The old man of the sea

They say the sea is cold, but the sea contains
the hottest blood of all, and the wildest, the most urgent. …

And they rock, and they rock, through the sensual ageless ages
on the depths of the seven seas …

     — D. H. Lawrence, Whales Weep Not

News item: A bowhead whale caught recently was more than a century old. This animal, if not for its unfortunate encounter with an Inuit harpoon, might have proceeded about its stately cetacean business for decades to come — a point that underscores the impressive longevity of this order of mammals. (Link):

A 50-ton bowhead whale caught off the Alaskan coast last month had a weapon fragment embedded in its neck that showed it survived a similar hunt — more than a century ago.

Embedded deep under its blubber was a 3½-inch arrow-shaped projectile that has given researchers insight into the whale’s age, estimated between 115 and 130 years old. …

Calculating a whale’s age can be difficult, and is usually gauged by amino acids in the eye lenses. It’s rare to find one that has lived more than a century, but experts say the oldest were close to 200 years old.

Whales live a very long time in the wild, and it’s not even clear whether they undergo organismal aging as such. Certainly, they’re not immortal in a practical sense — but as Peter Medawar pointed out long ago, even a theoretically immortal population will be slowly winnowed over time, such that older animals will be rarer than younger animals. This, in turn, makes the contribution of older animals to future generations smaller, thereby weakening the strength of selection on genes that act in late life, and setting the stage for the evolution of aging per se. Has this happened with whales? (What possible experiment could address the issue?)

Whether they age or not, whales demonstrate that mammals can live at least twice as long as humans, raising the question of how they do it. As intractable a model system as even small whales might be for the average bench scientist, it would nonetheless be fascinating to study age-related phenomena in these creatures, perhaps in a cell-culture system where we could ask questions about their cellular senescence, DNA repair, and oxidation.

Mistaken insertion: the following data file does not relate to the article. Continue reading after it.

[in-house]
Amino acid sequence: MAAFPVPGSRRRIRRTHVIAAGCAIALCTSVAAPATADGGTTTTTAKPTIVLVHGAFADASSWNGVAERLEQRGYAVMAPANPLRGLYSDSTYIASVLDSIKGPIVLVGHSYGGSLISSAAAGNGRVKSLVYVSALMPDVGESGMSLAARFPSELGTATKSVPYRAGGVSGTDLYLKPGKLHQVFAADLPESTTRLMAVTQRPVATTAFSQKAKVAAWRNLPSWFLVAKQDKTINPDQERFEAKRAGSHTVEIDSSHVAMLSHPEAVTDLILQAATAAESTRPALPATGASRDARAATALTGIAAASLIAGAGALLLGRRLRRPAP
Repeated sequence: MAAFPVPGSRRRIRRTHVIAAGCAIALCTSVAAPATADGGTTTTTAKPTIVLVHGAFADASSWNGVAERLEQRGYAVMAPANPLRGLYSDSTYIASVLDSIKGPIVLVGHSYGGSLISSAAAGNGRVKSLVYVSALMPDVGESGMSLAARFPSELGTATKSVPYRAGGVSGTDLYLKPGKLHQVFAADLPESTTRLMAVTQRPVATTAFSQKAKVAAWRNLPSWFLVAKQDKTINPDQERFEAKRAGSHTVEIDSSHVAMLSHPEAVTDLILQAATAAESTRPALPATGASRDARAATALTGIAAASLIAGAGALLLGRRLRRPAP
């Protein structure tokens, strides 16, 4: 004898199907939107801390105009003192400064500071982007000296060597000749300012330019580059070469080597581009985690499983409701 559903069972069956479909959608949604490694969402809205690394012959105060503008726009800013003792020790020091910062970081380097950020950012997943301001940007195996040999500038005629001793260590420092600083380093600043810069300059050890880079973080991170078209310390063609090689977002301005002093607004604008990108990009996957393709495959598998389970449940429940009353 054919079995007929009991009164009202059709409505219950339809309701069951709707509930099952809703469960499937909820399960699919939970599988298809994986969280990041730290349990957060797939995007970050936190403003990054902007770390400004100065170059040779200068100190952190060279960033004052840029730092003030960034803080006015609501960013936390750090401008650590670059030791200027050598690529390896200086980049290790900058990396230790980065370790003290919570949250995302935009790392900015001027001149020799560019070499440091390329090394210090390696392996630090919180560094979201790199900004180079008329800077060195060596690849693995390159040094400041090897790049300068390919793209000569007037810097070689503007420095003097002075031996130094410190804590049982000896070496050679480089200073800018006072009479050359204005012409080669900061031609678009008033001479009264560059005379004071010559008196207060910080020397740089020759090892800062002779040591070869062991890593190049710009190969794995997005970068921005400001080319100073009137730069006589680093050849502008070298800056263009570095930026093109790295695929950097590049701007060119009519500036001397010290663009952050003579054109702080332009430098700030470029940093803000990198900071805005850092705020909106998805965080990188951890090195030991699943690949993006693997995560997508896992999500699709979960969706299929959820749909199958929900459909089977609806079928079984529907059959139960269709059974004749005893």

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4 comments

  1. Thanks for this interesting perspective on the very old bowhead whale. Have you thought about fish that live long? Is there something interesting for you there?

    Here’s a reference to a 100 year old rockfish recently caught off Alaska. These fish perhaps don’t undergo “aging” as such, because the oldest females seem to be the most valuable for reproduction.

  2. That’s interesting about the rockfish — thanks for the link. I knew about the big carp called koi living for really astonishing lengths of time (~200 years), but I hadn’t heard about wild fish.

    The increased reproductive value is also very interesting in the context of evolution of aging — if the fecundity of a female increases over time, then it might actually be possible for older animals to have a larger contribution to the next generation than young animals, defeating the tendency of selection pressure to weaken over time, and retarding the evolution of aging in that organism.

  3. Another fact to add–offspring of older female black rockfish are of higher quality, hence higher reproductive value. These fish have live young, and larvae from older females live longer until starvation, so they have more time to find their first meal, which is a big deal for a larval fish.

    Numbers of offspring per pound goes up with age, and survival of offspring goes up with age. These “Big, Old, Fat Female Fish” (termed BOFFFs) are truly special individuals in their species, and efforts are underway to protect them from fishing that would otherwise eliminate old fish.

    Seems to me to be contrary to most concepts of aging. Curious.

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